What the internet gave the Kerala man. (Apart from porn.)

I am often at the receiving end of, “Oh but you are Malayalee. You come from a matriarchal society,” when I talk about anything from feminism to food preferences. I take great pains to correct that statement. I patiently start with correcting the term (matrilineal, and not matriarchal), then I gently point out it’s just one community in Kerala that was so, and Kerala has many communities, and the usual mix of religions. I then ask what that has to do with the price of fish. Because, while in some ways it might be empowering and perspective-altering to receive your mother’s name, and her property, (technically, traditionally it is the maternal uncle’s property that used to get passed down to his nephews and nieces among Nairs), for all practical purposes a household used to be run by a man, usually the maternal uncle who decided everyone’s fate. Matrilineality, therefore, in my observation helped with one aspect of independence and liberation: financial security. But it did nothing to empower Nair women with the self confidence that is so needed to get out of an oppressive relationship she might be enduring in her domestic sphere. 


Laying that down as context, I zoom out a little and look at the larger Kerala with its rich, textured and varied ethnic groups, and communities. A society that’s arguably progressive, and educated, Kerala is a place where with this coexists a patriarchy that is, at an immediate glance, as surprising and confounding as it is deep rooted. In a state where communism (whatever its avatar today) thrives, where women work just as hard as men — if not harder — to sustain their families, the incongruity of the existence of male chauvinism and blatant patriarchy worries and fascinates me. If educated, financially independent women still struggle for justice, safety and equality, then what hope do those without the above-mentioned privileges have?

The evidence of a sexually repressed, frustrated people is all over Kerala. On the streets, on TV and online. Take the streets, for instance. Young women, and sometimes not-so-young-women, get flashed at regularly. I bet a whole lot of women in Erna-flasher-central-kulam have seen their first erection right in the middle of a busy street on a dreary old work day. Fathers still decide how the women in his family will behave, husbands still stay a mile away from child care, and running a home. I regularly hear women in my age bracket say if they wear a (moderately) low-cut blouse with their sari, their husbands will “pack them off”. It is said with laughter and camaraderie but it isn’t a joke at all. ‘Decent’ married women don’t do things their husbands don’t like. ‘Decent’ single women don’t do things their fathers and brothers don’t like. Anyone who decides to not be ‘decent’ has then crossed over to slut territory. I suppose this could be said for the rest of India.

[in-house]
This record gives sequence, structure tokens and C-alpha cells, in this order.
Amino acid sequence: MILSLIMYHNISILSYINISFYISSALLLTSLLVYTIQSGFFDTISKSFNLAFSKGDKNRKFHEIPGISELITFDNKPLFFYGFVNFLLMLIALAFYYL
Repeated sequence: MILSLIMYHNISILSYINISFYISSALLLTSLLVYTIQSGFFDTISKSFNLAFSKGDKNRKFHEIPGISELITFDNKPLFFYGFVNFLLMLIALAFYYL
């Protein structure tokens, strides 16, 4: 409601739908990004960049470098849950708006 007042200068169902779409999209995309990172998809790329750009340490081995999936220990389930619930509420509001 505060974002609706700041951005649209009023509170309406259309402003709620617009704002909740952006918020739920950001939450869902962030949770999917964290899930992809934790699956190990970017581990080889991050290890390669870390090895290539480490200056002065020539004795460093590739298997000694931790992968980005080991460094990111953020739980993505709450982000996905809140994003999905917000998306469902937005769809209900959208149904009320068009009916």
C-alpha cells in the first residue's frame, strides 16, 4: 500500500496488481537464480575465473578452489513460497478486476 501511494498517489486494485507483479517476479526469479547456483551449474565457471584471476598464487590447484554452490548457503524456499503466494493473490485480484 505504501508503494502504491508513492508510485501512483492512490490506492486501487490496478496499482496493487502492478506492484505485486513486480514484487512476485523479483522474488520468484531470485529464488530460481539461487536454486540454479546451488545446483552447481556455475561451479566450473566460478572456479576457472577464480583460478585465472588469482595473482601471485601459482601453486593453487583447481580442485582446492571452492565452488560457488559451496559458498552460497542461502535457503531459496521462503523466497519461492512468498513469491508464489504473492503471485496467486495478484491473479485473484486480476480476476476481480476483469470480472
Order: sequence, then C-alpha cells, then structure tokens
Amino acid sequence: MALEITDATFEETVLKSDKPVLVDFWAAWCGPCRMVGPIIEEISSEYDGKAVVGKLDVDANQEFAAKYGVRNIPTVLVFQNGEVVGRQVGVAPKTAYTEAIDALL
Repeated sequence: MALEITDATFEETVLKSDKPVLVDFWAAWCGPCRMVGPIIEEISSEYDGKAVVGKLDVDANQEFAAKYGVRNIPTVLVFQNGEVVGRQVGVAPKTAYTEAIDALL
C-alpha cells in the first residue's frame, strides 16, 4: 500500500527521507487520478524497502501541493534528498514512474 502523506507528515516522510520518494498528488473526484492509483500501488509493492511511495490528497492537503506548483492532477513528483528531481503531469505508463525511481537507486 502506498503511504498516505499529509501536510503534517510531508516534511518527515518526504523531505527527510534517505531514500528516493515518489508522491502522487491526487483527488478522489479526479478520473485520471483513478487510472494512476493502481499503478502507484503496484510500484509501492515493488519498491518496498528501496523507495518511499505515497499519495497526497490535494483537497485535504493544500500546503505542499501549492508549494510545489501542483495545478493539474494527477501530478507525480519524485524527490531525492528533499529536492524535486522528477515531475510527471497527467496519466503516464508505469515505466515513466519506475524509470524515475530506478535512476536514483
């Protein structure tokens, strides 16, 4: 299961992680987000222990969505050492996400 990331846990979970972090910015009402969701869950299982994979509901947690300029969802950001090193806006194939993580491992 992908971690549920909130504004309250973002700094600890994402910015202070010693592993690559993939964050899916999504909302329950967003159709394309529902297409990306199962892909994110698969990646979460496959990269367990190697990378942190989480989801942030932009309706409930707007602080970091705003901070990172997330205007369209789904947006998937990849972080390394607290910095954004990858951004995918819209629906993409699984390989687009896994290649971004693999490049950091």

Enter TV presenter and actress, Ranjini Haridas. A 30-something presenter who wildly successfully anchored a reality talent show for six years on Asianet, a Malayalam TV channel. Haridas is possibly little known outside Kerala. And so is the hate that she inspires. People of both genders criticise what they see as an inauthenticity when she speaks: heavily anglicised Malayalam is Haridas’s trademark, a chip she wears proudly on her shoulder. She is quoted as having said in an interview that the few years she spent in the U.K. as a Masters student were responsible for her forgetting her Malayalam. (I can’t verify the authenticity of this statement.) That may have been a young woman’s knee-jerk reaction, wet behind the ears as she was, to the criticism she received (in droves) when she first began hosting the show. But over time, more and more interviews quoted her as saying she didn’t care for what people said, this is the way she chose to speak and that’s the end of it. 

She wasn’t spared: pilloried on mimicry shows (a still-hugely popular genre in Kerala); blatantly and publicly told off by respected senior actors; guests on her own show and other women anchors have all taken pot shots at her. She’s a classic template for poking merciless fun at girls who decided to be “modern.” Men hated her. But the women, ah, here was a fascinating story unfolding. Young women, ripe for rebellion and finding their wings, all over Kerala felt here was something they could point to in case of crisis. “If she can, I can.” Haridas wore sleeveless clothes, body-con dresses, knee-length shifts, off the shoulder blouses, see-through ensembles, stuff that no anchor had worn on Malayalam T.V. hitherto; she did her hair experimenting with high glamour; she didn’t shy away from adventurous make up; she wore exactly what her free little heart desired and she did it with confidence, not letting criticism of her clothing or her speech cramp her style in the least bit. Men kept hating, she kept working, laughing all the way to the bank in her designer high heels.